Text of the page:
The Care of Dependent African-American Children in Chicago: The Struggle between Black Self-Help and Professionalism

Article excerpt

During the Progressive and post World War I eras, social welfare provisions became both more organized and more professional. These developments significantly shaped modern day government programs and private philanthropy. Among the Progressive contributions to social welfare organization were licensing and standard setting practices for agencies, the establishment of a policy preference for family-based care and an aversion to institutions, federated planning and fundraising for private charities, the idea that government's role in promoting social welfare is a residual one when private philanthropy proves inadequate, and the transition of the charity organization from a loose group of well-meaning volunteers to a business-like nonprofit corporation.(1) Underpinning all these contributions was the idea of professionalism--that charity should be "scientific," led by skilled professionals rather than by volunteers. As Kathleen McCarthy notes, Progressive social welfare reforms "were also the epitaph for the . . . volunteer,"(2) as well as for local initiative.(3) Although these developments brought inarguable improvements in social welfare provisions for poor and troubled people, they also set in motion a problem that persists to this day--the discouragement and resultant disengagement of communities in battling their social problems.

This paper describes one casualty of the professionalism of social welfare--the African-American self-help tradition in caring for dependent children in Chicago. The beliefs by white social welfare professionals that blacks held outmoded policy preferences, that they could not manage programs, and that they could not manage money thwarted efforts from the black community for legitimation and public support of their services. The subsequent loss of African-American agencies left black children entirely dependent on poorly funded and understaffed public facilities. Although the development of public responsibility was in some ways a gain for black children, as it was for others, black children uniquely lacked access to private, not-for-profit services once the public institution was established. Moreover, the demise of African-American agencies also meant the demise of some important service principles in caring for African-American children that were not to be rediscovered until much later.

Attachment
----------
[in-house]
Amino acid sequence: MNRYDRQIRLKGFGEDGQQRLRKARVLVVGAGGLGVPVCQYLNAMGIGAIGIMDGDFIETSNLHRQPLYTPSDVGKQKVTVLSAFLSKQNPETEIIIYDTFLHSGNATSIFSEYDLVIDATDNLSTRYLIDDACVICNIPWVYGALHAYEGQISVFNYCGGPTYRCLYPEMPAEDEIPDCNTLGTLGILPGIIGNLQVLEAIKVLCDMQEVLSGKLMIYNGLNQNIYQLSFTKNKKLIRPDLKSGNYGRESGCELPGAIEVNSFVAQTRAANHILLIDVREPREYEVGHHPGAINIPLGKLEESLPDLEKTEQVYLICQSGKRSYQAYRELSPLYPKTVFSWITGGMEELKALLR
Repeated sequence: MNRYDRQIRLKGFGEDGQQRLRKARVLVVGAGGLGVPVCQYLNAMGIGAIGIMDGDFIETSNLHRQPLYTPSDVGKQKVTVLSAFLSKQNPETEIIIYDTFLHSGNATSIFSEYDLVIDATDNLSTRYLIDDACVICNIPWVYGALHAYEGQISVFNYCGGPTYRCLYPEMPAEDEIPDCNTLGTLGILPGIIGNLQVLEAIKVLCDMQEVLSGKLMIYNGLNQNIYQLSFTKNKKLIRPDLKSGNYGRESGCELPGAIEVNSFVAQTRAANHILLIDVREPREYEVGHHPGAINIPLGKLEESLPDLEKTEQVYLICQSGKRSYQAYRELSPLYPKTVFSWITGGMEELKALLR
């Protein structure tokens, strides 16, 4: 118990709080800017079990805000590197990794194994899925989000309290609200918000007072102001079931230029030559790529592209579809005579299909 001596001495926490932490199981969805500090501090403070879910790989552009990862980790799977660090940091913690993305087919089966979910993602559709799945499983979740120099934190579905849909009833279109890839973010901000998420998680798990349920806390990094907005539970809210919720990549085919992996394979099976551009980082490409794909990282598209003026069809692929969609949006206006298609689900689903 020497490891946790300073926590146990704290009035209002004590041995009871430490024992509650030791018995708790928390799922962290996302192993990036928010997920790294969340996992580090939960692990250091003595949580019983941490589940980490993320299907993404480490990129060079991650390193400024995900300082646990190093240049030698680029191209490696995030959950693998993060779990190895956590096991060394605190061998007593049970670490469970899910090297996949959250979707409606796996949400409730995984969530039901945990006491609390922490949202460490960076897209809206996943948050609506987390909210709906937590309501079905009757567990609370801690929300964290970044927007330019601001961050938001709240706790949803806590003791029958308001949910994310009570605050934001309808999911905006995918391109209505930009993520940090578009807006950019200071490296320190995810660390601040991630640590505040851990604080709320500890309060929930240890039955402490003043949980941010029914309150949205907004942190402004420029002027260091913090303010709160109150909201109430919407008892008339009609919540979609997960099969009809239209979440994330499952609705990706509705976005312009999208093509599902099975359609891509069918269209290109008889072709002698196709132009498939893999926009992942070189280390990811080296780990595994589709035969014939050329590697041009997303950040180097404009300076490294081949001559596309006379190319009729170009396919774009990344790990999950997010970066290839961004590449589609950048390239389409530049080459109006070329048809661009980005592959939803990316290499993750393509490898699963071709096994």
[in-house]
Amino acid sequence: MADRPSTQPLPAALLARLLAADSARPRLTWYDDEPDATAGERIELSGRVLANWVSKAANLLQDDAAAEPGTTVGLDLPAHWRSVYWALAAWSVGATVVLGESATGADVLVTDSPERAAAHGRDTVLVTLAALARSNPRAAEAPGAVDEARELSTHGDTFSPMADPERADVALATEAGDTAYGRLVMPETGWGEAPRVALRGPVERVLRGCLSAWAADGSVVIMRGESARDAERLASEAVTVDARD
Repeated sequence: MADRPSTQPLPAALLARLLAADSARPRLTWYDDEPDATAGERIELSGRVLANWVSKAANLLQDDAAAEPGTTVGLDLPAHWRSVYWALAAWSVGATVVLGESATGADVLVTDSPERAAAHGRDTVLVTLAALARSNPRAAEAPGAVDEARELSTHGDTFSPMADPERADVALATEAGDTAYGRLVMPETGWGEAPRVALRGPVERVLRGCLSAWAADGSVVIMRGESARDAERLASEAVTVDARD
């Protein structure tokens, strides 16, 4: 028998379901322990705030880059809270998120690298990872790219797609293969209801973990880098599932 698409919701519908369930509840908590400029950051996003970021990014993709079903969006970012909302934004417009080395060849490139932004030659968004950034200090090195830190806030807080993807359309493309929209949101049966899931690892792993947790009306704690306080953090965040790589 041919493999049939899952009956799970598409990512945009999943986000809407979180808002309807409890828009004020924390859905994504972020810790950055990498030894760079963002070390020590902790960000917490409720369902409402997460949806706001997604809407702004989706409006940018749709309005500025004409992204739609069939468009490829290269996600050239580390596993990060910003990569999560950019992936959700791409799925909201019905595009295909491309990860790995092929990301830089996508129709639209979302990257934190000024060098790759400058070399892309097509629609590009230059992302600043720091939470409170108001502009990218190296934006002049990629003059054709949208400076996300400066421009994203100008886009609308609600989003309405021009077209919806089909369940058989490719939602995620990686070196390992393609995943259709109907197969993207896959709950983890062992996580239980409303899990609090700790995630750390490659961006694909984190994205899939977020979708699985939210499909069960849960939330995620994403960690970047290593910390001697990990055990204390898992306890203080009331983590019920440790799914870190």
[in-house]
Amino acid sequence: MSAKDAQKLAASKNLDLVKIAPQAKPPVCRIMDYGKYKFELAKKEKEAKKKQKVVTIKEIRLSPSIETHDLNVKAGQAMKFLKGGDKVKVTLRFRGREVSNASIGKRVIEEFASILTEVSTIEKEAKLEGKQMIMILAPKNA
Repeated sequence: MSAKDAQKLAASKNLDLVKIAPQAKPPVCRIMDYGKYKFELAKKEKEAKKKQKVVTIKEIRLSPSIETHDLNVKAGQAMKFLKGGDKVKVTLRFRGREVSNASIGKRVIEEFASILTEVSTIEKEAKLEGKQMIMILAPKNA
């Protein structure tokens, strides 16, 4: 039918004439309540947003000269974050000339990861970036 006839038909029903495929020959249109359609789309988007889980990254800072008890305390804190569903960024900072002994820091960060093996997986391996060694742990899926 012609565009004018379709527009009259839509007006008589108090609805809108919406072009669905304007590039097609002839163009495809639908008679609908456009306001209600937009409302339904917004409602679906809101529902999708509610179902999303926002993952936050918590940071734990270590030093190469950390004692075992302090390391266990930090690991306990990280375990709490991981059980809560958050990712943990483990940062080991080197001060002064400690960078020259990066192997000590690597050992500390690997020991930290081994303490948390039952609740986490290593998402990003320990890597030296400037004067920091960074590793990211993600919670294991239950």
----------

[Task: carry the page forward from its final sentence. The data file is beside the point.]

Black self-help philanthropy flourished into the Progressive Era. As August Meier has noted, "[b]y the last decade of the [nineteenth] century it was clear that the main themes in Negro thinking on the race problem were that for the most part Negroes must work out their own salvation in a hostile environment and that, furthermore, they must be united in their efforts at racial elevation."(4) Denied access to orphanages, old peoples' homes, clinics, and settlement houses serving whites, blacks responded by establishing their own benevolent institutions.(5) By the turn of the century, W. E. B. DuBois was able to document the existence of hundreds of black charities nationwide, in northern cities as well as throughout the South.

These charities were likely to be sponsored by churches or by social clubs, especially women's clubs affiliated with the National Association of Colored Women's Clubs. They included "day nurseries" (day care centers), educational programs, recreation, and settlement houses. But old peoples' homes, orphanages, homes for single working women, and health care were especially emphasized. The common theme of all these programs was that of "social uplift": that, by helping the community's most vulnerable members, the entire community is elevated. This belief is exemplified in the National Association of Colored Women's Club's motto, "Lifting as We Climb." Philip Jackson has established that the proliferation of black charities in the Progressive Era was in part the product of a striving of the Black middle class for legitimation by white society.(6) Both Meier and Jackson have observed that the predominant black social welfare institution shifted from the self-help programs of clubs and churches in the Progressive Era to the more formal and professional Urban League in the pre-Depression era. …